Australian human rights activist who helps Muslim women leave the religion is charged with blasphemy in Tanzania for ‘mocking its president for his handling of coronavirus’
This is an urgent matter for the PM, not for some Aussie consular official in Tanzania. Anything can happen to an “enemy of Islam” in a Moslem country.
- Australian woman arrested in Tanzania for blasphemy after Covid posts
- She renounced Islam and now supports other women who do the same
- Zara Kay was arrested on December 28 and held for 32 hours in prison
- Her passport has reportedly been confiscated so that she can’t return home
An Australian academic who renounced Islam and created an organisation helping other women who do the same has been arrested and charged with blasphemy in Tanzania.
Zara Kay was ordered to a local police station in Dar es Salaam on December 28, where she was put into custody for 32 hours.
Ms Kay, who was born in Tanzania, was allegedly questioned about why she left Islam, and was eventually charged in relation to a satirical post she allegedly made on social media about the nation’s handling of the coronavirus pandemic.
She is also accused of not handing in her Tanzanian passport after she gained Australian citizenship.
Zara Kay was reportedly ordered to a local police station in Dar es Salaam on December 28, where she was put into custody for 32 hours
Back in 2018, the Monash University educated activist founded Faithless Hijabi, an organisation dedicated to supporting women as they transition away from Islam.
The foundation works closely with women who have been ostracised from family and friends or even abused for choosing to renounce their faith.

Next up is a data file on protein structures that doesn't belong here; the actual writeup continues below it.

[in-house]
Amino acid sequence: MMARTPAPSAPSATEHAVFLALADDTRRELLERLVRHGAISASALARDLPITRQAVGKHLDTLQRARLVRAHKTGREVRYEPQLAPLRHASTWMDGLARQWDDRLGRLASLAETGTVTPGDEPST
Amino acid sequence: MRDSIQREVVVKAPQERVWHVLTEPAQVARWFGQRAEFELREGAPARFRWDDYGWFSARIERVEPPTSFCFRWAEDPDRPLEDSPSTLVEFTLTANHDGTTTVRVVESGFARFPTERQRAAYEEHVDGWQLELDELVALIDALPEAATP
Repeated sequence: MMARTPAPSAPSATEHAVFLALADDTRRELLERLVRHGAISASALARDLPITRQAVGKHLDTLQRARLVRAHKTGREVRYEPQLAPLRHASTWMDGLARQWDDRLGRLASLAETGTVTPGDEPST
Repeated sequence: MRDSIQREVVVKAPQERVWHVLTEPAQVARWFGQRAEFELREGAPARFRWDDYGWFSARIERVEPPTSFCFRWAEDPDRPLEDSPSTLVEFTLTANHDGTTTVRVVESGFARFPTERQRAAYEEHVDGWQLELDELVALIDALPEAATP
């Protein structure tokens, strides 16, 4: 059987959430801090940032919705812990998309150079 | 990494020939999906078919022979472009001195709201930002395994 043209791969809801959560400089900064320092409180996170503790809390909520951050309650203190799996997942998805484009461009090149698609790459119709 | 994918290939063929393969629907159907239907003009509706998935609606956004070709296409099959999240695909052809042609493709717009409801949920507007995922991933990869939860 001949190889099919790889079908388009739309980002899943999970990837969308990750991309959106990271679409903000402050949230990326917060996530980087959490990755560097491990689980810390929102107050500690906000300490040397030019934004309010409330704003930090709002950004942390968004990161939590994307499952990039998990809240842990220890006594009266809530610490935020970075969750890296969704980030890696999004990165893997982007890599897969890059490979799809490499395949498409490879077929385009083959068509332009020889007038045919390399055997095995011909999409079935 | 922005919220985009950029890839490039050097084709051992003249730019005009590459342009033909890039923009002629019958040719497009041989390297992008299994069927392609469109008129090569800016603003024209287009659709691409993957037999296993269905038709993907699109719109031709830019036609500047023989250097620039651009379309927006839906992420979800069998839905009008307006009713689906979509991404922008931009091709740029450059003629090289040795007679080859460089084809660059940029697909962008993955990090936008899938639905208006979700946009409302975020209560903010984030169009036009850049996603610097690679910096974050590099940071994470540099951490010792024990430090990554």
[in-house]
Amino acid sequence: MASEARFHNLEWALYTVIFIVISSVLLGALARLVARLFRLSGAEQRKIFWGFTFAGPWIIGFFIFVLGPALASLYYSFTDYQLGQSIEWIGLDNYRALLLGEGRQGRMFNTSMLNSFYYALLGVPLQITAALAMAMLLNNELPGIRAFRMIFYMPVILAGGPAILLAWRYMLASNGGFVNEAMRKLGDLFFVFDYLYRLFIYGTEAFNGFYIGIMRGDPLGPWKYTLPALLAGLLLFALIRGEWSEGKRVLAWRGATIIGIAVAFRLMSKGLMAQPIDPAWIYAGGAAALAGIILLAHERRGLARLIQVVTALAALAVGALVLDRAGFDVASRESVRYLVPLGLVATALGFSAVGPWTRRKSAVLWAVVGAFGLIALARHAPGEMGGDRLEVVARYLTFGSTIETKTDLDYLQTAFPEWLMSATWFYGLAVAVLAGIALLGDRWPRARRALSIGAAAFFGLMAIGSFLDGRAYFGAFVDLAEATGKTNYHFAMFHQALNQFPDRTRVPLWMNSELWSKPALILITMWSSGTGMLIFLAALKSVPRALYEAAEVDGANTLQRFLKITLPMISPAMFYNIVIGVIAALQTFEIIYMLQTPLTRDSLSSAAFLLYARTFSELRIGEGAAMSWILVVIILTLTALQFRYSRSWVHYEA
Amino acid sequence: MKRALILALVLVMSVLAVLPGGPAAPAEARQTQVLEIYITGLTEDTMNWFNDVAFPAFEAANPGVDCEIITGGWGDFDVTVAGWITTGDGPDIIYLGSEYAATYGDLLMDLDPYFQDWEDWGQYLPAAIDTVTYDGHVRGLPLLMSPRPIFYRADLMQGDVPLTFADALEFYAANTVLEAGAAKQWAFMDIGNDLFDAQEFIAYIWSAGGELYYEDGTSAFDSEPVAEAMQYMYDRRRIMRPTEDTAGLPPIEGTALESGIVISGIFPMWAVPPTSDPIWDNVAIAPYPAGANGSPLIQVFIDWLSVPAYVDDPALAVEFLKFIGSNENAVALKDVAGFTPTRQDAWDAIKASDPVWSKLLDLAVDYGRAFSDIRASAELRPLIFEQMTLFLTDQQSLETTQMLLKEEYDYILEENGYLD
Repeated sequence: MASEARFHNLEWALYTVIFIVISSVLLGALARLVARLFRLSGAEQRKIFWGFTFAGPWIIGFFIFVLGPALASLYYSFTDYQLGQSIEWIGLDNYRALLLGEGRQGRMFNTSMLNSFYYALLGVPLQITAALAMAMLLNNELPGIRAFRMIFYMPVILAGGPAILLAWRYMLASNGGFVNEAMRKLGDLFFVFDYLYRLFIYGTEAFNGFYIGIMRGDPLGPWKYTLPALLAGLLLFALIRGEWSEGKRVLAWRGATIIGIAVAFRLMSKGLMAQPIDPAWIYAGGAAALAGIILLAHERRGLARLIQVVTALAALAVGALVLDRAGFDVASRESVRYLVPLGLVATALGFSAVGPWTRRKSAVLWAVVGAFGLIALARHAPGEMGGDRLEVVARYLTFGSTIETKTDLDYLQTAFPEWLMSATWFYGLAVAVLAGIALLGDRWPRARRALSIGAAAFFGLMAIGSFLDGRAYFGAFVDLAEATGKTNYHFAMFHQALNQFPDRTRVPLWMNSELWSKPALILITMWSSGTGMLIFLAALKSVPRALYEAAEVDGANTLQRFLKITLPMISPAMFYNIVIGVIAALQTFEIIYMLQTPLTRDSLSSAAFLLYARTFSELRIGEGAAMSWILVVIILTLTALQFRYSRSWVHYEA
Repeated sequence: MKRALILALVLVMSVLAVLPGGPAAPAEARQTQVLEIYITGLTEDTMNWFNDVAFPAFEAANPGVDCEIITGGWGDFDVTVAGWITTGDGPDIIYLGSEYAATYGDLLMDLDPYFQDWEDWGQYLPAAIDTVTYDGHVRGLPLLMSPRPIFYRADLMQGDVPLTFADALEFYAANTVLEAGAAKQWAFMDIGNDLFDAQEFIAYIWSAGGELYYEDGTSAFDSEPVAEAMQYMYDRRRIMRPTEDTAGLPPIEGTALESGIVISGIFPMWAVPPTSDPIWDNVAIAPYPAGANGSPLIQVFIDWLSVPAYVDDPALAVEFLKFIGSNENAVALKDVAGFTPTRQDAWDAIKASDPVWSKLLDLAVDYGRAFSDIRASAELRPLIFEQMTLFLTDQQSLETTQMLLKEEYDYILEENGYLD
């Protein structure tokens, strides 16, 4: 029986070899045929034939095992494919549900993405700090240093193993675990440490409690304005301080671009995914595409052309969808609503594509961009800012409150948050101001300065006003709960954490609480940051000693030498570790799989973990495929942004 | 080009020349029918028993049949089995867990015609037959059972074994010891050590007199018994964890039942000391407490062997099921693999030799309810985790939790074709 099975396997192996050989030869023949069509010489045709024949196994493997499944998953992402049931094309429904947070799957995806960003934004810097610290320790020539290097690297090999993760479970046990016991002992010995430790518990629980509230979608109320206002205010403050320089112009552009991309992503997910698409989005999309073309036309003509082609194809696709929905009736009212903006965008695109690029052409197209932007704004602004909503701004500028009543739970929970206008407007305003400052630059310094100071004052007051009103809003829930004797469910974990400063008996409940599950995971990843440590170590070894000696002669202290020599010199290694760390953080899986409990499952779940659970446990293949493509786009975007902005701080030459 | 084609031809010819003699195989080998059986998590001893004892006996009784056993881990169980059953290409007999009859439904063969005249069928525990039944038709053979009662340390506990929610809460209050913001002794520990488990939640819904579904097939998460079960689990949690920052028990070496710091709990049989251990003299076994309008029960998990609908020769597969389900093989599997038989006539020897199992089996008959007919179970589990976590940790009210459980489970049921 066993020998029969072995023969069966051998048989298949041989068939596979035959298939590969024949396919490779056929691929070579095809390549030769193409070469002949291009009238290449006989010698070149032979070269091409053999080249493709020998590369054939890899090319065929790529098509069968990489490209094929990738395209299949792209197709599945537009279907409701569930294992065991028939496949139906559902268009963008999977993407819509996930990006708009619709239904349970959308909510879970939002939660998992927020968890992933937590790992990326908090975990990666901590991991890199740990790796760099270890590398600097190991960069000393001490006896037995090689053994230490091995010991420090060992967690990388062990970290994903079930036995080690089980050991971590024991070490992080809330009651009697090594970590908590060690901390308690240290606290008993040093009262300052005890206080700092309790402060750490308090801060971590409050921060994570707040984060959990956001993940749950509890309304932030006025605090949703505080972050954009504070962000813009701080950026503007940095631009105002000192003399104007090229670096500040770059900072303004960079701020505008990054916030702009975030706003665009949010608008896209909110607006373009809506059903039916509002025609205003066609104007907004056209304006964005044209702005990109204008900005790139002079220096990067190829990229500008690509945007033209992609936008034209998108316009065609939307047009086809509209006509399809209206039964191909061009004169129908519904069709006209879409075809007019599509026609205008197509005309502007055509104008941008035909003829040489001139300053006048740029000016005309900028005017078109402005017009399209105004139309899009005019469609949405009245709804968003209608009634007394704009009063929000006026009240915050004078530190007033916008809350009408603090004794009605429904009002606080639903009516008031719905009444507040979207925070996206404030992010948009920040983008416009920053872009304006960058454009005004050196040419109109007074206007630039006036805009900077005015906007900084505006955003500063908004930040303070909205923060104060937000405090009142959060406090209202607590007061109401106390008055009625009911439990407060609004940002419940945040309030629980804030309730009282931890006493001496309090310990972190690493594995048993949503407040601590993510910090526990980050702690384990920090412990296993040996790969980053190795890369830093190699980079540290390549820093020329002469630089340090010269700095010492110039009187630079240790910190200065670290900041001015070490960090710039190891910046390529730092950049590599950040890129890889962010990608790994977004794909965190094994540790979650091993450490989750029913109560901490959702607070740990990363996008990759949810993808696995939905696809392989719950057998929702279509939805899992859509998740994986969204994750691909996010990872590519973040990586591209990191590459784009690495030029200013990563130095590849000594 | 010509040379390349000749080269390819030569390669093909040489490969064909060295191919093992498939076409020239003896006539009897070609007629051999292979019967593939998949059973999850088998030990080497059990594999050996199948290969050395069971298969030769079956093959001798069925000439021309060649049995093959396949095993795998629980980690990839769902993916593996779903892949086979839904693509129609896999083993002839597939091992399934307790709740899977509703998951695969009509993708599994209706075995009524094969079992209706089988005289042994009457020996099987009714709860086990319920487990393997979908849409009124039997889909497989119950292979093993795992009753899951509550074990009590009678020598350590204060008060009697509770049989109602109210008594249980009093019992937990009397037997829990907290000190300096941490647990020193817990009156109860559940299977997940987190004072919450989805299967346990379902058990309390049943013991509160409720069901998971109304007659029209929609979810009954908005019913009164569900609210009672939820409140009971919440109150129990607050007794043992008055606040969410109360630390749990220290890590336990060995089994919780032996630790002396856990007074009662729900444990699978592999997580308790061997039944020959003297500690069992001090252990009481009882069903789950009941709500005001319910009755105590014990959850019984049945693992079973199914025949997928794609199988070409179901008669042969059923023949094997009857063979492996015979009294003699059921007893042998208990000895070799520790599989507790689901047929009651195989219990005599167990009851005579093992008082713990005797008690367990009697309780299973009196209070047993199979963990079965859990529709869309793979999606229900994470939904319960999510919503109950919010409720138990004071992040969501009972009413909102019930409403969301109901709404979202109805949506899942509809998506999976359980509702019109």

She shared a social media post on December 28 to explain that she had been accused of blasphemy, and is also believed to have been charged with using a phone SIM card that is not registered in her name.
The Coalition of Ex-Muslims have called on the Tanzanian government to release Ms Kay and drop all charges, effectively allowing her to return to Australia.
Back in 2018, the Monash University-educated activist founded Faithless Hijabi, an organisation dedicated to supporting women as they transition away from Islam
‘The constitution of Tanzania enshrines secularism as a state principle and recognises freedom of expression and of conscience,’ a statement released this week reads.
They are also asking the Australian government to intervene and help Ms Kay come back home.
According to the statement, Ms Kay was initially held for 32 hours without any indication over whether she would be charged or what the charges would be.
A spokesperson from Department of Foreign Affairs and Trade (DFAT) said consular assistance is being provided to an Australian passport holder in Tanzania.
‘The Department of Foreign Affairs and Trade is providing consular assistance to an Australian in Tanzania,’ the statement read.
‘Owing to our privacy obligations we will not provide further comment.’
The Coalition of Ex-Muslims has urged the public to contact Tanzanian embassies and urge ambassadors to assist Ms Kay.